In the Latin and Indo-European languages, which have many vowels, the alphabet is a specific set graphic signs that visually codifies acoustic perceptions.Therefore, an alphabetic text is “a score for an audible performance” (Does Writing Have a Future?, 2010, p. 23). According to Vilém Flusser, created for linear notation purposes and responsible for depicting historical knowledge, the alphabet comprises the alphanumeric code, as well as numbers – signs for quantities – and signs to standardize the language, that is, commas, full stops, quotation marks, parentheses, and so on.
The invention of the alphabet made it possible to develop critical and conceptual discourses, from Greek philosophy to medieval theology and modern science. In the process, the alphabet shaped a logic of discursive and linear awareness that was far removed from the logic of images, which existed before writing was invented. Flusser says that when signs were organized into lines, the circular deduction of decoding numbers was replaced by the discursive and linear logic of writing. Thus the alphabetic techniques that enabled the “mastering” of numbers by letters set in train the transformation of pictographic thinking into linear-discursive thinking. The transformation (transmutation) of mythological and oral experience of the word into writing, or the transformation of the enunciated word into linearly arranged letters, demonstrates the iconoclastic intentions of alphabet inventors – comparable to the subjugation of numbers to letters. “As the score of a spoken language, the alphabet permits us to stabilize and discipline a transcendence of images that has been won, with effort, through speech.” (ibid., p. 31)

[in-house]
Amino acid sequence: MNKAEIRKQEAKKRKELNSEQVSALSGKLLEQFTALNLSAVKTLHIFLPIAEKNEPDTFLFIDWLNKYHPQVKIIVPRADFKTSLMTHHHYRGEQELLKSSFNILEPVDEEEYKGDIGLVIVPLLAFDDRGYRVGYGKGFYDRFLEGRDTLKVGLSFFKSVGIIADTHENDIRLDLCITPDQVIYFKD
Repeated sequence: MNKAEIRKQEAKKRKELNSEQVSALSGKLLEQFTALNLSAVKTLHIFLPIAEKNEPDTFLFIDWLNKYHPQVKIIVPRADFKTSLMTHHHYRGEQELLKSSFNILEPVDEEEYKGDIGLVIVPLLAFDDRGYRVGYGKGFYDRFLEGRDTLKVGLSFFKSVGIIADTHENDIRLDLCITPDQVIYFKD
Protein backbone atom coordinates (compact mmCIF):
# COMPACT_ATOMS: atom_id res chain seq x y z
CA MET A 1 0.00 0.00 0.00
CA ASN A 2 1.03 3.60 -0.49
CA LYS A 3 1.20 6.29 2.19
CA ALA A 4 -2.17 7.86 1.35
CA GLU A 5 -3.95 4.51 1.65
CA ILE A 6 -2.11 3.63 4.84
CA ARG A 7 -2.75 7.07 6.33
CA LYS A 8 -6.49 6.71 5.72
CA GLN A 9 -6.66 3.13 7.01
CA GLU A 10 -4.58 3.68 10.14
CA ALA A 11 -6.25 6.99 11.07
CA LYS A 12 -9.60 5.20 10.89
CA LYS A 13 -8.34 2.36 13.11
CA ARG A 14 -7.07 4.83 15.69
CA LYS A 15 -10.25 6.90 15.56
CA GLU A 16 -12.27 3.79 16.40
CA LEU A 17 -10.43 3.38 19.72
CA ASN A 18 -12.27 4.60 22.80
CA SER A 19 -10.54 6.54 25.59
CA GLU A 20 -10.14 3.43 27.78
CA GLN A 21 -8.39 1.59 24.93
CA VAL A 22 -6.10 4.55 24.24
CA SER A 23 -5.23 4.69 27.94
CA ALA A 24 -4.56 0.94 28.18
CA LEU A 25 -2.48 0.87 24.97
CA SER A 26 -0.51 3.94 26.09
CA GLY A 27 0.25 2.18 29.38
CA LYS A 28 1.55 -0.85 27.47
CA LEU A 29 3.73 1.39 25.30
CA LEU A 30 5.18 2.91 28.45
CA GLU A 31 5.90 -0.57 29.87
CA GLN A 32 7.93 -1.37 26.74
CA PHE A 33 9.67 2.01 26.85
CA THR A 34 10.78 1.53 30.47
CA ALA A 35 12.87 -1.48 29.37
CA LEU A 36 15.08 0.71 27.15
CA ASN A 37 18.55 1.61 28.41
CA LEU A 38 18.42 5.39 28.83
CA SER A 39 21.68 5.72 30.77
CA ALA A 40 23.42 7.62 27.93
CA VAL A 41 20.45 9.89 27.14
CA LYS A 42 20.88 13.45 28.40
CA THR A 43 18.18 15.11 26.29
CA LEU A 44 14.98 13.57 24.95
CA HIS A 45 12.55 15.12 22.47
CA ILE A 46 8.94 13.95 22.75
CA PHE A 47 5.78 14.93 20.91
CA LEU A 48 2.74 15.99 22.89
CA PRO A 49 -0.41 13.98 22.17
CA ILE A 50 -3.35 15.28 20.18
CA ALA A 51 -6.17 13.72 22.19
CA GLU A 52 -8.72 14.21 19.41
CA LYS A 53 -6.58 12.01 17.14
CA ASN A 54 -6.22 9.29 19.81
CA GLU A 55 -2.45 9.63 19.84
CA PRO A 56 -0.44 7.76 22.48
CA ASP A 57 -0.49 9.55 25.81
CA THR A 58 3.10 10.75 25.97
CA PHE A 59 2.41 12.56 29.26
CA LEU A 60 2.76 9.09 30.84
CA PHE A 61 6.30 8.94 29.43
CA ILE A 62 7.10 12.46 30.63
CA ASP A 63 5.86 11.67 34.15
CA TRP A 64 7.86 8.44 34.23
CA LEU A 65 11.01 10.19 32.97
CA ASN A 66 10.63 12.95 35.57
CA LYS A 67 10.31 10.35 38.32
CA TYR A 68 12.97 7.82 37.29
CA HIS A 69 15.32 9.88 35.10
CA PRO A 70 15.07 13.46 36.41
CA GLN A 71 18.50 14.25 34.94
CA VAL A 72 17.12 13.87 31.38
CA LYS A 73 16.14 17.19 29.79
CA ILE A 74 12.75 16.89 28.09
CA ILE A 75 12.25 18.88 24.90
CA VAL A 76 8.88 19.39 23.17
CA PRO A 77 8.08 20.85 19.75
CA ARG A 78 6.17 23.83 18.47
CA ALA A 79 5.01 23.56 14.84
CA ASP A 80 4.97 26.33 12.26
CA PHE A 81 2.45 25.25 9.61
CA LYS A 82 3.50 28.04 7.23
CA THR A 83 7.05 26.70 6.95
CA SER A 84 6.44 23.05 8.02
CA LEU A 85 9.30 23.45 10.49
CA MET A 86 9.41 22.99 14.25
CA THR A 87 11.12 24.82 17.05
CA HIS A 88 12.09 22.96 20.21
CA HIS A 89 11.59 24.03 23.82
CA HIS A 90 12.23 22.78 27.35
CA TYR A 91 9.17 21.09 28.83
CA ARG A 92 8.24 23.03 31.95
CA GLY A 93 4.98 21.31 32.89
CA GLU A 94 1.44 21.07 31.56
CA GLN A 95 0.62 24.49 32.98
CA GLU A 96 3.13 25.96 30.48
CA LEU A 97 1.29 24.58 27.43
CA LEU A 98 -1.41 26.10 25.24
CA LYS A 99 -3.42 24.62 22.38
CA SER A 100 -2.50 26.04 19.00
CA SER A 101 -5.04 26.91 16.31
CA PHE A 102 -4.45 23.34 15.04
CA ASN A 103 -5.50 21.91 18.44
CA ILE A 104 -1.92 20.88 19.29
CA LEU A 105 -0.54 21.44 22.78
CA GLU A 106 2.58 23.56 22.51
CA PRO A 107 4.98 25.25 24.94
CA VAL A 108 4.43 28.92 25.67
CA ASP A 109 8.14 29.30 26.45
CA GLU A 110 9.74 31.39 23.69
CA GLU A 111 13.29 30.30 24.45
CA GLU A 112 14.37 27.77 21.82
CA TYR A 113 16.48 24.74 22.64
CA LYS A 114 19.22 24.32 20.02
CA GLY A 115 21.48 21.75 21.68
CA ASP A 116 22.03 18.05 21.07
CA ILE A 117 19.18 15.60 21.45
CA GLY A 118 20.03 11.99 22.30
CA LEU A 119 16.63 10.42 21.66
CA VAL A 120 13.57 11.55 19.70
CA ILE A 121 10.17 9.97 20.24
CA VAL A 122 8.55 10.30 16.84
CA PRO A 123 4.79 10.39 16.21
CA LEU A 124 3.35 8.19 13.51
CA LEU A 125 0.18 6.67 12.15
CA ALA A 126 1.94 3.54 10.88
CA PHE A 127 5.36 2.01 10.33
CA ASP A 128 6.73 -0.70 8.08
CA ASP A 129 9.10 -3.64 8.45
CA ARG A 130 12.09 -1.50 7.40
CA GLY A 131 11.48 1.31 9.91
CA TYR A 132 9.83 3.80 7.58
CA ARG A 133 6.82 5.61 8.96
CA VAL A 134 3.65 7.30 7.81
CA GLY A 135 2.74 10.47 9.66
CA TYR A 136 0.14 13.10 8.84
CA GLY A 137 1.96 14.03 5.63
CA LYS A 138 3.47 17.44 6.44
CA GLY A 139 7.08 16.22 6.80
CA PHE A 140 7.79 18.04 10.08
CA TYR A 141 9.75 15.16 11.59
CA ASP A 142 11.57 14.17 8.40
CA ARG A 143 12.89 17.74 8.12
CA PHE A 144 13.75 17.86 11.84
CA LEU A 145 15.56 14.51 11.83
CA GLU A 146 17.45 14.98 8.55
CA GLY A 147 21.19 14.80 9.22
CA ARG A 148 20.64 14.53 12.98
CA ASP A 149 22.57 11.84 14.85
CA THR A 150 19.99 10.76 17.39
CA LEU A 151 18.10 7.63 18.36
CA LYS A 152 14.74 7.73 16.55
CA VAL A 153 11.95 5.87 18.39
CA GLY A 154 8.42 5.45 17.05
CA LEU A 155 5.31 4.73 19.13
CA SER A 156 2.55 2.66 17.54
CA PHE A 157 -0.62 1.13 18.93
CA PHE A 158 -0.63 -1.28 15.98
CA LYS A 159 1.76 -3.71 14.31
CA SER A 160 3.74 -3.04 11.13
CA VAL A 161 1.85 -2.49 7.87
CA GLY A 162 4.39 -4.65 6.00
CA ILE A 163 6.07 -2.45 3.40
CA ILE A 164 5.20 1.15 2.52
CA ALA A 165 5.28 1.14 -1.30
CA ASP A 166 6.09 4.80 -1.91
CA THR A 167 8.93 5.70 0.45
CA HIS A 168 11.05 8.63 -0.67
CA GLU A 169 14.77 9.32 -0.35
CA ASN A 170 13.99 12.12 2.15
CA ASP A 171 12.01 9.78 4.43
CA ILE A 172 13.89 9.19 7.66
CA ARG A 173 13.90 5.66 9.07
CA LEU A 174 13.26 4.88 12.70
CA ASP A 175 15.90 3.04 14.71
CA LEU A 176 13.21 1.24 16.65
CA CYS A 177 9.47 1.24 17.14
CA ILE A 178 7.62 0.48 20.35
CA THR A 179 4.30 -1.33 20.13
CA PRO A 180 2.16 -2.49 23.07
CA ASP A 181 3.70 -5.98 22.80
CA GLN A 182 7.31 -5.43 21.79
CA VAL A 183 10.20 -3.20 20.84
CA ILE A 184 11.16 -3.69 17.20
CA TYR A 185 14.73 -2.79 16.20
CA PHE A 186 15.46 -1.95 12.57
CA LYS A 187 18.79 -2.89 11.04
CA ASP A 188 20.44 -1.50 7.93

The circular transcendence of mythical and numerical modes of expression was held firm by means of the alphabetic conceptual organization and the visual coding of the sounds of speech. In this way alphabetic writing domesticated acoustic awareness in favor of a linguistic structure of logical thinking, which is capable of not succumbing to the plastic consciousness of images. If the “emigration” of the alphabetic code to the digital code had not evidenced a new, once again image-based, consciousness, we might have assumed that the recovery of this archaeological scenario is rather inappropriate in light of the new plasticity of the technical scenarios of virtual images. The thinking that corresponds to the new code is postalphabetic, and from it will emerge a new post-historical consciousness.